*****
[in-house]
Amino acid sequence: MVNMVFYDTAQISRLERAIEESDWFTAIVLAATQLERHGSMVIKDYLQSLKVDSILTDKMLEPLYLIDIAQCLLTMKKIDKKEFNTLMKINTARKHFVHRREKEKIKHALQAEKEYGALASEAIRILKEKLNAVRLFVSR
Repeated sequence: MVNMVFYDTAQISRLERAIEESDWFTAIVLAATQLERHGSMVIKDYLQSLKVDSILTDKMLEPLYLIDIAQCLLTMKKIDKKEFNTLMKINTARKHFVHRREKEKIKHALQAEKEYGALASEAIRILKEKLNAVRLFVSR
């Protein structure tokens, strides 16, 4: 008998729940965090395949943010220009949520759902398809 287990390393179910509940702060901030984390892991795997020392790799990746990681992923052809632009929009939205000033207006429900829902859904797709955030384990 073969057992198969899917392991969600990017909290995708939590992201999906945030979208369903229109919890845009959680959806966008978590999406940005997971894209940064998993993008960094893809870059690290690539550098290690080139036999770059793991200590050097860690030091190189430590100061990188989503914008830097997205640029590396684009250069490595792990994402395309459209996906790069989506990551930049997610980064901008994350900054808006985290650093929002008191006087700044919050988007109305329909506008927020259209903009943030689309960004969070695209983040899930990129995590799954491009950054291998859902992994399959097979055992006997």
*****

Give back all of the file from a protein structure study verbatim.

[in-house]
Amino acid sequence: MVNMVFYDTAQISRLERAIEESDWFTAIVLAATQLERHGSMVIKDYLQSLKVDSILTDKMLEPLYLIDIAQCLLTMKKIDKKEFNTLMKINTARKHFVHRREKEKIKHALQAEKEYGALASEAIRILKEKLNAVRLFVSR
Repeated sequence: MVNMVFYDTAQISRLERAIEESDWFTAIVLAATQLERHGSMVIKDYLQSLKVDSILTDKMLEPLYLIDIAQCLLTMKKIDKKEFNTLMKINTARKHFVHRREKEKIKHALQAEKEYGALASEAIRILKEKLNAVRLFVSR
């Protein structure tokens, strides 16, 4: 008998729940965090395949943010220009949520759902398809 287990390393179910509940702060901030984390892991795997020392790799990746990681992923052809632009929009939205000033207006429900829902859904797709955030384990 073969057992198969899917392991969600990017909290995708939590992201999906945030979208369903229109919890845009959680959806966008978590999406940005997971894209940064998993993008960094893809870059690290690539550098290690080139036999770059793991200590050097860690030091190189430590100061990188989503914008830097997205640029590396684009250069490595792990994402395309459209996906790069989506990551930049997610980064901008994350900054808006985290650093929002008191006087700044919050988007109305329909506008927020259209903009943030689309960004969070695209983040899930990129995590799954491009950054291998859902992994399959097979055992006997």